- The Washington Times - Thursday, May 14, 2009

House Speaker Nancy Pelosi on Thursday said the Bush administration “misled Congress” with inaccurate and incomplete information about harsh interrogation techniques for terrorism suspects and denied being briefed by the CIA about them.

“They mislead us all of the time,” she said. “They misrepresented every step of the way.”

Mrs. Pelosi, California Democrat, has come under fire for criticizing the use of the techniques, despite recently released documents that show she was briefed about them by the CIA in September 2002.

She has become the center of the controversy about the techniques — including the simulated drowning method known as “waterboarding” — as the Democrat-controlled Congress attempts to use the documents to prosecute Bush administration lawyers and other officials over the approval of the methods.

The CIA said Thursday it has denied former Vice President Dick Cheney’s request to declassify secret internal government memos that detail whether valuable intelligence was gained from the use of harsh interrogation techniques under the Bush administration.

CIA spokesman Paul Gimigliano said Thursday that the request was turned down because the documents are the subject of pending litigation, which excludes it from declassification.

Republicans say the officials worked within the confines of the law and should not face criminal charges.

Of the several lawmakers who were briefed, Mrs. Pelosi is the highest-ranking. She has also received a great deal of attention for being an outspoken critic of Bush anti-terrorism policies.

Her initial claim that she was never told the United States was going to waterboard terrorism suspects was contradicted by a CIA timeline leaked last week. While she raised questions Thursday at a press conference about the CIA document, she did not directly dispute its account of her being informed about the use of harsh tactics on a suspect named Abu Zubaydah.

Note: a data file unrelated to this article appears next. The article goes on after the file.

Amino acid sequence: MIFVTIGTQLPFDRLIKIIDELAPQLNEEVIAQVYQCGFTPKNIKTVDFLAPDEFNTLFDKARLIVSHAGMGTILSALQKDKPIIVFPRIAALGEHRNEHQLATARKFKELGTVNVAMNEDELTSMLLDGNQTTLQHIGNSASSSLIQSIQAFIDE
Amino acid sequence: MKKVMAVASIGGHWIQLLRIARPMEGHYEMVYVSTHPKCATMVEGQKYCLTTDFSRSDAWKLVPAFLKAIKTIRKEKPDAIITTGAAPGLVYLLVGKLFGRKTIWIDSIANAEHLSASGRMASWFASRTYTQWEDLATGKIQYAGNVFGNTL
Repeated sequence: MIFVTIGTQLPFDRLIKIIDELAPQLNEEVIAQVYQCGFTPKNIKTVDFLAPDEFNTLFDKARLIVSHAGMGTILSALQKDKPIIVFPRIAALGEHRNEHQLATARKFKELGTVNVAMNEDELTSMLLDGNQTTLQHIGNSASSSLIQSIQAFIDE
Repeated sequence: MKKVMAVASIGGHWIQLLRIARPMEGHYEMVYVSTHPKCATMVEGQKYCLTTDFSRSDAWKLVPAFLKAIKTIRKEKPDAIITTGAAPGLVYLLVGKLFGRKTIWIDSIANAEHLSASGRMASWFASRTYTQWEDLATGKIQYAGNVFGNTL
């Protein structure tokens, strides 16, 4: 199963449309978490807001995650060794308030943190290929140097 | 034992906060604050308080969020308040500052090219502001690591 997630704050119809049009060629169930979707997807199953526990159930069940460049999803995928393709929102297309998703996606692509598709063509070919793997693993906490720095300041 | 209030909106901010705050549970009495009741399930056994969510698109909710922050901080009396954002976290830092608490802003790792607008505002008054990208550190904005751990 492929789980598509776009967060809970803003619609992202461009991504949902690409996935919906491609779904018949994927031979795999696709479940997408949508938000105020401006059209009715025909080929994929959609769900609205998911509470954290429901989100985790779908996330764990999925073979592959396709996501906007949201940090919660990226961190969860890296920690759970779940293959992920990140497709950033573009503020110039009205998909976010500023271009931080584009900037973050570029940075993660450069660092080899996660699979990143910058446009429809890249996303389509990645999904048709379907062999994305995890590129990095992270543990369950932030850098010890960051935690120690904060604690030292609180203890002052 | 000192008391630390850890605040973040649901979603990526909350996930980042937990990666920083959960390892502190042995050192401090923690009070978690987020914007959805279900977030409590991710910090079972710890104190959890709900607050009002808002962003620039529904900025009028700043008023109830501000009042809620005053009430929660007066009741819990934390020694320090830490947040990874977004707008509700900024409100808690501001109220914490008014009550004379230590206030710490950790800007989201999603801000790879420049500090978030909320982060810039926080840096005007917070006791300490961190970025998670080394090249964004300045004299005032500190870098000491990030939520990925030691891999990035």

On Tuesday, the news organization Politico reported a Pelosi aide was briefed in 2003 that the CIA had waterboarded Zubaydah.

Mrs. Pelosi said Thursday the aide informed her in 2003 only that a briefing of a congressional intelligence committee had taken place and that the top Democrat on the committee, Rep. Jane Harman, California, was writing a letter.

“I wasn’t briefed,” she said. “I was informed that someone else was briefed.”

Mrs. Pelosi said she still supports a “truth commission” to fully investigate the issue and argued the 2002 briefing occurred while the Bush administration was misleading the public about weapons of mass destruction in Iraq.

“Every step of the way the administration was misleading Congress, and that’s why we need a truth commission,” she said.

Mrs. Pelosi said none of the information she receive indicates she gave tacit approval to the administration’s so called “enhanced interrogation program.”

She also said she was unable to object because “she was bound by the requirements of secrecy” and that her only alternative was to change the balance of power in Washington.

“My job was to change the majority in Congress and to fight to have a new president,” Mrs. Pelosi said. “The didn’t tell us anything about what they were doing. And the was nothing we could anyway.”

House Majority Leader Steny H. Hoyer, Maryland Democrat, said Tuesday the revelations that Mrs. Pelosi knew about waterboarding have not undermined her credibility within the caucus.

Mr. Hoyer, a one-time Pelosi rival who would be next in line for speaker if she were to step down, described questions about what she knew and when she knew as “a distraction” from the bigger story of “what was done.”

“I don’t know a lot of people, including former members of the administration, who don’t believe what was done is not properly identified as torture,” he said. “I think the Republicans are simply trying to distract the American public with who knew what, when.”

A Director of National Intelligence report released last week, which described congressional briefings about the interrogation techniques, showed Mrs. Pelosi was briefed in September 2002 about the techniques, which also include sleep deprivation.

President Obama has denounced waterboarding as torture, which has become a centerpiece for criticizing the purported excesses of the Bush administration’s war on terrorism.

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